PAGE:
Tabac Rouge

Direction, set design and choreography by James Thiérrée
Compagnie de Hanneton
Sadler’s Wells

James Thiérrée's Tabac Rouge Credit: Richard Haughton
James Thiérrée's Tabac Rouge Credit: Richard Haughton
James Thiérrée's Tabac Rouge Credit: Richard Haughton
James Thiérrée's Tabac Rouge Credit: Richard Haughton

A millefeuille James Thiérrée calls his latest epic fantasy, Tabac Rouge, a theatre of ideas, a crossroad of influences. I’d call it a potage of whatever is in the cupboard, a deep cupboard with some leftovers from Le Cirque Imaginaire and Le Cirque Invisible, his parents’ magnum opus, in which he figured as a boy, the legs of a suitcase.

Moving away from circus he has created a choreodrama, as he calls it, and he revels in the freedom of its ‘no specific genre’. Anything goes. Let the imagination loose, let’s play with the toolbox of theatre, which has always been his toy box.

Electric cables, lights, grids hanging down, climbing frames, bodies draped over them, all exposed. Martyn Jacques's (of Tiger Lillies fame) high falsetto sings Autumn Leaves over the speaker system, as we wait for the show to begin.

Dust-covered people emerge as if from the bowels of another world. Is that Mahler’s Fifth in noisy remix in that cacophony of sound? Humorous foley effects played to the hilt later mingle with scratchy recordings of Italian opera, classical music, and Hazmat’s Modine’s Bahamut (I think) to shake us out of Thiérrée’s world before we venture into the night.

Bahamut / Behemoth—that’s what Tabac Rouge is, a baggy behemoth of a show. Ninety minutes and more—it ran over, as Thiérrée is so at home on the stage he obviously doesn’t want to leave it—of Felliniesque self-indulgence.

Chaplinesque (how could it not be with his genes), Meyerholdian, a Factory of the Eccentric Actor. Do I hear Shostakovich? There is a narrative of sort, but we have to work it out. Who is this Personnage that he plays? Is he a Stalin dictator with his smoking pipe? Are we in a dystopian universe?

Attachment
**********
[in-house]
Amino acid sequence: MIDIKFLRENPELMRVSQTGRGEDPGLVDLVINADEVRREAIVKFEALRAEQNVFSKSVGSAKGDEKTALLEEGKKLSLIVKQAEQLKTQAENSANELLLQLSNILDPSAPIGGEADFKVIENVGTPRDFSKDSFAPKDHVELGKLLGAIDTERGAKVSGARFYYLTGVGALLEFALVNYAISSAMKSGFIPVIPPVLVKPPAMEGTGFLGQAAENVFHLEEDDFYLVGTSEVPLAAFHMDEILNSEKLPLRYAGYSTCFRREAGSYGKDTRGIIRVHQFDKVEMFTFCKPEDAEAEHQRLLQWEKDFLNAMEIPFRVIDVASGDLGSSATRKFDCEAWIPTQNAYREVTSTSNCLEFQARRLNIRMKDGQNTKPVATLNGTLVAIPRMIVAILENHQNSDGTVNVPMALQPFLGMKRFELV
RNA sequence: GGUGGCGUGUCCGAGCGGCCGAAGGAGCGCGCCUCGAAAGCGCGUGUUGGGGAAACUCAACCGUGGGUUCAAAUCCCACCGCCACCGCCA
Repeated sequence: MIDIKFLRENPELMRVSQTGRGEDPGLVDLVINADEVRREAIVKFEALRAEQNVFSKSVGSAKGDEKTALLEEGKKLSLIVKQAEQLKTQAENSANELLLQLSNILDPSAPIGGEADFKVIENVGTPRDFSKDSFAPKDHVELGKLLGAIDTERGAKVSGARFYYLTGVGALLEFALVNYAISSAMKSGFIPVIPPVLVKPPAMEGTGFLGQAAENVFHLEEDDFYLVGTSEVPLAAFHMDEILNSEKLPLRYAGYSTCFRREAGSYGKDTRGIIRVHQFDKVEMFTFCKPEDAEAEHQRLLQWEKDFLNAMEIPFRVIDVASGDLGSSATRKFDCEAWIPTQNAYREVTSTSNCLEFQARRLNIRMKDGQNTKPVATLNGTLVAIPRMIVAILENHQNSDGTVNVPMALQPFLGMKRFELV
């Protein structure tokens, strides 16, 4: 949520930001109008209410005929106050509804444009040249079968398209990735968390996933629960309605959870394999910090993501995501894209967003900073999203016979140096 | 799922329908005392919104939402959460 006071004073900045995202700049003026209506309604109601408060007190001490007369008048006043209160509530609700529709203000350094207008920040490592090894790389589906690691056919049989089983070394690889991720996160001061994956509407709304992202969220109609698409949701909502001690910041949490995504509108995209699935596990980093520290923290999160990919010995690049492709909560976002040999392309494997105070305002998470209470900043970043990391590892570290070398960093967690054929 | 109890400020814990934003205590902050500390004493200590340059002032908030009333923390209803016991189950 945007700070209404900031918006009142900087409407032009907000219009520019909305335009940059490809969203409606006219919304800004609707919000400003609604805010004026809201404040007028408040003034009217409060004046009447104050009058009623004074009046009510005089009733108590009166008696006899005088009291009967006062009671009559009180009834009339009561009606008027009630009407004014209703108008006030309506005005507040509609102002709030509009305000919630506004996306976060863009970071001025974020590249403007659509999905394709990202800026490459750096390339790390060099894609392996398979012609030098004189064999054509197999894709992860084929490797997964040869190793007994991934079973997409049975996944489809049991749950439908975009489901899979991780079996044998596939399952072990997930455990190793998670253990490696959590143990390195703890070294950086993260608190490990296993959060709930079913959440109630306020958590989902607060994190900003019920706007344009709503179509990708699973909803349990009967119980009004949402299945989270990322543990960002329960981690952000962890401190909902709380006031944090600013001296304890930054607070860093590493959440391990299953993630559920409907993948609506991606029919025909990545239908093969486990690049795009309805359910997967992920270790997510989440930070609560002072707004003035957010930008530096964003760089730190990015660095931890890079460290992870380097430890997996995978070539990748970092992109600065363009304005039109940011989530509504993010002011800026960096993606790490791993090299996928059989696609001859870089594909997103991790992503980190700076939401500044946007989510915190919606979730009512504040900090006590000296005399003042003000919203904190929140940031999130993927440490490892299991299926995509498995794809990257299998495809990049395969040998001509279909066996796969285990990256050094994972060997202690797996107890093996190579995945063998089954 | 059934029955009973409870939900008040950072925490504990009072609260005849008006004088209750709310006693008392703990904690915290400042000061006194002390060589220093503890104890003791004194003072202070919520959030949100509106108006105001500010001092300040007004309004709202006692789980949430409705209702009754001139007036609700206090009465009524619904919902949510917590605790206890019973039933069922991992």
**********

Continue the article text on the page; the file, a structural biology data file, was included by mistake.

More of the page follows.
Is he Dr Coppelius with his magic workshop? Certainly he treats his chorus of six girls, his contortionist, acrobat, and amanuensis as creations at his beck and call. Is Tabac Rouge his Jabberwocky? “Twas bryllyg, and ye slythy toves Did gyre and gymble in ye wabe: All mimsy were ye borogoves; And ye mome raths outgrabe.” Sums it up.

Creatures of plastic and PVC slither forth till the floor swallows them up. A woman with a face-obscuring tasselled lampshade hat sits at a Singer treadle sewing machine—this must be homage to his mother, Victoria Chaplin Thiérrée, who is credited for the costumes. But his daftness is not his father’s, which I remember as much more benign, simple and charming.

A mess of ideas, references litter the work. It’s like trying to catch a mayfly. Festival fodder (reminds me a little of William Kentridge’s superior work, which I saw at the Avignon Festival in 2012), the inanimate made animate, Tabac Rouge will always find its audience.

Its visual impact is a Terry Gilliam overload of mad machinery cobbled together from post-apocalypse detritus into Heath Robinson contraptions on castors: a Versailles wall of silvered mirrors on a climbing frame that swings into a ceiling, a desk which doubles as a harmonium, except the keys come apart, an armchair for the shabby dictator / tyrant / director that Thiérrée plays, clothes and hair thick with white dust.

His performers are pliable, pliant, gifted. Contortion made to look as if it were the simplest thing in the world, crab girl Katell Le Brenn does not lose her head, though she tries. Piergiorgio Milano the acrobat and Manuel Rodriguez have too little to do, but the six girls moving as one are a force to be reckoned with when the plebeians rehearse / stage an uprising.

The hallucinatory Kafkaesque Tabac Rouge feels like a work in progress (apparently all his works are), an incoherent waking dream world. Take from it what you will, but its longueuers nearly had me drifting off into one of my own.

The pace is soporific, concentration wanders, patience is required. When electric shocks are administered to the helmsman, my wicked thought is don’t resuscitate him. Time to bring it to a close.

In a realm of his own, Thiérrée reminds me of Guiseppe Tornatore’s The Legend of 1900, a film of a pianist on an ocean liner, an abandoned baby, who never leaves the only home he knows and choses to go down with the ship in the end.

Reviewer: Vera Liber